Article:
Year of Consecrated Life 2015 ? God?s dogs in the 21st century

Richard Finn OP

Known for their preaching and learning, the Dominicans have a rich tradition and a strong presence in the 21st century. Richard Finn is Novice Master for the English Dominicans at Blackfriars, Cambridge, and a member of the Theology and Classics Faculties of Oxford University.

Each Sunday at 7pm and 8.20pm hundreds of Polish university and high-school students crowd into the basilica of the Holy Trinity in Krakow for Mass. Throughout the week they attend discussion groups, sing in choirs, and prepare food for communal meals, frequenting the cloisters of this thirteenth century Dominican priory, which has opened its doors to students, and been a centre of teaching, continuously since 1223. It is also now a study centre for seventy or so young friars in formation, and offers weekend courses to all-comers in philosophy and theology. This flourishing ministry has its roots in two chance meetings over eight hundred years ago, when a Spanish cathedral canon was travelling with his bishop through what is now southern France in the opening years of the 13th century.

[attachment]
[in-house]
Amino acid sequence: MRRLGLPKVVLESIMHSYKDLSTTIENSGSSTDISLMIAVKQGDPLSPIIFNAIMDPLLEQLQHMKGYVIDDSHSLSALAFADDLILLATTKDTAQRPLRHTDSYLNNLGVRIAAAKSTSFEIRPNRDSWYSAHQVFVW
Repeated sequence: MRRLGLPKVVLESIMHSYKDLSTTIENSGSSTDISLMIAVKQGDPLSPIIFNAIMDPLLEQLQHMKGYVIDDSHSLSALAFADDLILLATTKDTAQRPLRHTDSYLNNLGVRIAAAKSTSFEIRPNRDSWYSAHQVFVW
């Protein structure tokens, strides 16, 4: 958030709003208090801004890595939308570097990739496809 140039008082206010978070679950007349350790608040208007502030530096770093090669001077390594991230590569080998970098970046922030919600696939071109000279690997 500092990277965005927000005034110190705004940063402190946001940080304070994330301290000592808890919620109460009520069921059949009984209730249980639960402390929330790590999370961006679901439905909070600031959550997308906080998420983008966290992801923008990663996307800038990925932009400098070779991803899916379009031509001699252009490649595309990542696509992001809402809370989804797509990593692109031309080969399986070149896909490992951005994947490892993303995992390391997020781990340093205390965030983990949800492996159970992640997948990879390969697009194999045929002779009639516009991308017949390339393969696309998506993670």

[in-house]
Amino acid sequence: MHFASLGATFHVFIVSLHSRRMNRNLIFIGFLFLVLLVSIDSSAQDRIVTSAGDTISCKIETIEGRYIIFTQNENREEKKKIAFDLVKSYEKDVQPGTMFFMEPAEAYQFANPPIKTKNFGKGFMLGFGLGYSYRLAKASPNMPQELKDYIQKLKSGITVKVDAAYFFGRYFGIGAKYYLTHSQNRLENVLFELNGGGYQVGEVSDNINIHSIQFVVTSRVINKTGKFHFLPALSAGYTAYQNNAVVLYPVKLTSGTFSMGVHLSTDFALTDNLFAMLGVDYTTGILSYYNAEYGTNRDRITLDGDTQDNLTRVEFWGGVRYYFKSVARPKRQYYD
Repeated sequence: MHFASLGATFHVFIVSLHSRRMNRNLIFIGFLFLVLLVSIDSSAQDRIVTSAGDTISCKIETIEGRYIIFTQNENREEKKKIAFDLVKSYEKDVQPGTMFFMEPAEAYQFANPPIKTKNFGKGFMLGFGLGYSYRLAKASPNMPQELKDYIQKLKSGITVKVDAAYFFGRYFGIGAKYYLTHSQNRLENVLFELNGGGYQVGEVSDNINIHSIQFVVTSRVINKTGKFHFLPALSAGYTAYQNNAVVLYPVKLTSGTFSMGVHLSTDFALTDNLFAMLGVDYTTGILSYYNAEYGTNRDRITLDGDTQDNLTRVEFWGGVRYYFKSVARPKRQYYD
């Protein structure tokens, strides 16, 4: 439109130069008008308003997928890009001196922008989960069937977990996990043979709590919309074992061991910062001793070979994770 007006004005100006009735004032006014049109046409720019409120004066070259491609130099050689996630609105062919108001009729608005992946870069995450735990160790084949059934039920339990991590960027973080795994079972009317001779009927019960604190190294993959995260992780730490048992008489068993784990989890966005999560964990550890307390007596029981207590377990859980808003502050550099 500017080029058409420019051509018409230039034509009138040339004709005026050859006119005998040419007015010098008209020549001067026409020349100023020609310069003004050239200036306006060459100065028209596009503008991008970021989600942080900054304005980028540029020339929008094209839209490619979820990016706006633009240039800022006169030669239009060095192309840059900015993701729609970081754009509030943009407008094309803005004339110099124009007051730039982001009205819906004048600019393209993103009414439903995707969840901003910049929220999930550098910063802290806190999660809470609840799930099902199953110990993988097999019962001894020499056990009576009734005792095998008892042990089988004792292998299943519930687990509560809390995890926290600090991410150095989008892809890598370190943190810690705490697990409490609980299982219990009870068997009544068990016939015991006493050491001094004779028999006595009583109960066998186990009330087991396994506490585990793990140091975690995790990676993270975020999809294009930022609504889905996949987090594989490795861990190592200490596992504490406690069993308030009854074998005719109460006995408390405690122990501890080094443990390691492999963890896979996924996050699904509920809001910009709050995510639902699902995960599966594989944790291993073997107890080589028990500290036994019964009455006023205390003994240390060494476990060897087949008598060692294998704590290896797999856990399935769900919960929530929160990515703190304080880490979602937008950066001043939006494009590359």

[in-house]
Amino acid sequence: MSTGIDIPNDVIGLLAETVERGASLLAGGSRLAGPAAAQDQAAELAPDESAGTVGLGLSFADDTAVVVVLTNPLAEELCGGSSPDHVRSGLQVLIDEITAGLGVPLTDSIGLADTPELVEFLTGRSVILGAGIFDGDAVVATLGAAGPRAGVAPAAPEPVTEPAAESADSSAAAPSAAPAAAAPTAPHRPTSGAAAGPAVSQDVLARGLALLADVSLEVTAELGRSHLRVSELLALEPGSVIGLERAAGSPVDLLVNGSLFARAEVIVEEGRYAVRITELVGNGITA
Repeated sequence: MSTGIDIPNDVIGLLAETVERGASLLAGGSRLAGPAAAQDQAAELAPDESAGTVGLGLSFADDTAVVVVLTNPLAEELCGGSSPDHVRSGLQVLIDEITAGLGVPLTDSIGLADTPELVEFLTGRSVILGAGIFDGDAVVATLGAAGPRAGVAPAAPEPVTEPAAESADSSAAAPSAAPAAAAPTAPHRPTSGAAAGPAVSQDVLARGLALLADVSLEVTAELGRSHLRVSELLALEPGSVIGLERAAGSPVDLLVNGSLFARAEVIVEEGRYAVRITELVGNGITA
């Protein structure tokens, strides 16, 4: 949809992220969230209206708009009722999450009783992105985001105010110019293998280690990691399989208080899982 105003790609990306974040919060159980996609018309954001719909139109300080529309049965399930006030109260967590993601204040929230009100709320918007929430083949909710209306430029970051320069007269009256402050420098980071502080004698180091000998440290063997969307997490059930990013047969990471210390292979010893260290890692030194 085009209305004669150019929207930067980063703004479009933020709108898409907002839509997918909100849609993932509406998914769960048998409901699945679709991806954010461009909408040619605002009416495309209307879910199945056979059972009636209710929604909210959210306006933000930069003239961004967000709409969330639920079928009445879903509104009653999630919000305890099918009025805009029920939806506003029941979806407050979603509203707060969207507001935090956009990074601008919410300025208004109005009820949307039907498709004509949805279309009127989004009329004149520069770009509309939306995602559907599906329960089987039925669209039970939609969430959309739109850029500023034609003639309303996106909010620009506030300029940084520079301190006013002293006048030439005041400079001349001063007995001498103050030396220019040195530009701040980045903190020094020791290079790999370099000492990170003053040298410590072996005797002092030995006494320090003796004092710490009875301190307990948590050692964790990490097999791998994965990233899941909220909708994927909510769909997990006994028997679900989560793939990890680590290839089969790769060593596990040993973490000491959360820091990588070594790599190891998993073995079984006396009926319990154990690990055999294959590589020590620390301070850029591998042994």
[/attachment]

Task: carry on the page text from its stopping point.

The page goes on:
St Dominic came face-to-face first with men and women who had rejected the Catholic Church and its sacraments as scandalous, a corrupt travesty of Christianity. They had instead embraced religious ideas and strongly ascetic practices from Eastern Europe and beyond to become Cathars or Albigensians. Second, Dominic met the Cistercian monks who periodically toured the area on their high horses to preach, but who got nowhere with these Cathars. Dominic saw that a new type of preaching was needed to win people back: the preacher had to win credence for his message by his in-depth understanding of Scripture, and by his way of life.

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